Tories were right to ditch leader, says Major

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Indy Politics

The Tories were right to ditch Iain Duncan Smith and replace him with Michael Howard, John Major said yesterday. The former prime minister also said the Conservatives could win the next general election, and Kenneth Clarke would return to Government if they did so.

In his first comments since Mr Duncan Smith was deposed, Mr Major said Mr Howard was "a real match for Tony Blair" and a "genuine alternative prime minister". Asked on BBC1's Breakfast with Frost whether his party had been right to dump its leader, Mr Major replied: "It's painful to say that, but I think the evidence of the past few days suggests that it was."

When Mr Duncan Smith fought Mr Clarke for the leadership in 2001, Mr Major had repeatedly warned of the dangers of electing a man who had rebelled against his own Government over the Maastricht Bill. Mr Major said Mr Clarke, who joins him with Michael Portillo and Mr Duncan Smith in a "council of wise men" advising the new leader, had been sensible not to join the Shadow Cabinet.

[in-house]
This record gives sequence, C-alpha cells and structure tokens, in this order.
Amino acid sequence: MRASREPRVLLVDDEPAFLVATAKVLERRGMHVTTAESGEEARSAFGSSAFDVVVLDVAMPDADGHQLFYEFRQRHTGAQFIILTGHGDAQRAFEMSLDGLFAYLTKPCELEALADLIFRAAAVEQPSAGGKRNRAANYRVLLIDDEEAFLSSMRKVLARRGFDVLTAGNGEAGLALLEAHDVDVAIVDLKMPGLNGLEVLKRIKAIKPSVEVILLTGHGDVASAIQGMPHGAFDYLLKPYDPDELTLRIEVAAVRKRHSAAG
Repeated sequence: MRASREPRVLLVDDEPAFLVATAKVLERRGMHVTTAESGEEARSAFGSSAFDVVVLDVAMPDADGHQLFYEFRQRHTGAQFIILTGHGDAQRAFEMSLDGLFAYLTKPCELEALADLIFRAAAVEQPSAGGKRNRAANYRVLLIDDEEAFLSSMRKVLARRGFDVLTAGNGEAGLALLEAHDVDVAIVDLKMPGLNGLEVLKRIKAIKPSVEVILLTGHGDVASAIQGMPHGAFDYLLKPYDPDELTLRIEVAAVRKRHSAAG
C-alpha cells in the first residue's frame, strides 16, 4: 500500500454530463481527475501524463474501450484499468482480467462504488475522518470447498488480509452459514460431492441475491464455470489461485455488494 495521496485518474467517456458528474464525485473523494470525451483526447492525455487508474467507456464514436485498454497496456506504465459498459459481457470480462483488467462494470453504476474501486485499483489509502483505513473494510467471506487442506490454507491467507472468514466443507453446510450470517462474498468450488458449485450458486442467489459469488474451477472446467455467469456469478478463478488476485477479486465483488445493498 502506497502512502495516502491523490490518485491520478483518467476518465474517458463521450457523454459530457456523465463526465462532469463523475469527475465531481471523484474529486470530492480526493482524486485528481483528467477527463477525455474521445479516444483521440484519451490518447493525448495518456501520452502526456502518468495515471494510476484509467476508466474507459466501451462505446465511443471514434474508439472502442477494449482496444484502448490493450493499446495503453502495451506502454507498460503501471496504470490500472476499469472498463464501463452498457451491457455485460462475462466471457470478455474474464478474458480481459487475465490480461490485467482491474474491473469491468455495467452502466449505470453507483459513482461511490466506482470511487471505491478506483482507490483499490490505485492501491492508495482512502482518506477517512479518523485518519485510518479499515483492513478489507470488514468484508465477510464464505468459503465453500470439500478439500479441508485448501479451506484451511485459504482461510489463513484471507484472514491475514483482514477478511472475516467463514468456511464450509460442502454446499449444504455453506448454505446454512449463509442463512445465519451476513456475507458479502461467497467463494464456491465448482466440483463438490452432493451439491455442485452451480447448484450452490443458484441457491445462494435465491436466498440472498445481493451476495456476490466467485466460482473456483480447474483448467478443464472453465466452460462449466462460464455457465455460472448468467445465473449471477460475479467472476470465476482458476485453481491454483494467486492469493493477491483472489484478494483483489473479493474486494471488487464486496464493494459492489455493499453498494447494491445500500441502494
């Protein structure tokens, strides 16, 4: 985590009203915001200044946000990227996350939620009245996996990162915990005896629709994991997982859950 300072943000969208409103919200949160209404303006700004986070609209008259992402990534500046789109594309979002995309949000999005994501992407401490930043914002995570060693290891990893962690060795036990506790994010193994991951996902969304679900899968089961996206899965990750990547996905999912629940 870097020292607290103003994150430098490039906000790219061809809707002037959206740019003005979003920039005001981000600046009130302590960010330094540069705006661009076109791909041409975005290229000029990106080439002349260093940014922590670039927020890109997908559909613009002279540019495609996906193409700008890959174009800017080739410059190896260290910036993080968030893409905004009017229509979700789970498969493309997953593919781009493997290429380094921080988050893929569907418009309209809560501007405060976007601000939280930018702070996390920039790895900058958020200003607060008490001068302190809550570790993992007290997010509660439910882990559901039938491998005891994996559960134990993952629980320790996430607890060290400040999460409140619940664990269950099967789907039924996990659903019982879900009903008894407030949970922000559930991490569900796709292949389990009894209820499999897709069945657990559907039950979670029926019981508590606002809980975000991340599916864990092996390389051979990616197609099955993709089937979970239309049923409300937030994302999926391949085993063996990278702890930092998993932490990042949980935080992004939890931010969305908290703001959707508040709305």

"After the election, if Michael wins, and I certainly think that is now a possibility, we can win this election. Nobody should write this election off; then Ken would be there to return to government, at a high level, I hope."

Mr Major had sympathy for Mr Duncan Smith. "It would be impossible not to feel sorry for the difficulties he faced," he said. "He faced them with dignity. He has left the beginnings of a big policy portfolio. He can be proud of that."

Mr Major said it was now possible under Mr Howard for the Tories to capitalise on Labour's difficulties. "If you look at the support the Labour Party had for a long time it was a mile wide but half an inch deep. They had a good economy, a clear parliamentary majority and one now has to look at the outcome," he said. "Is health better? I think not. Is education better? I think not. Is transport better? I think not."

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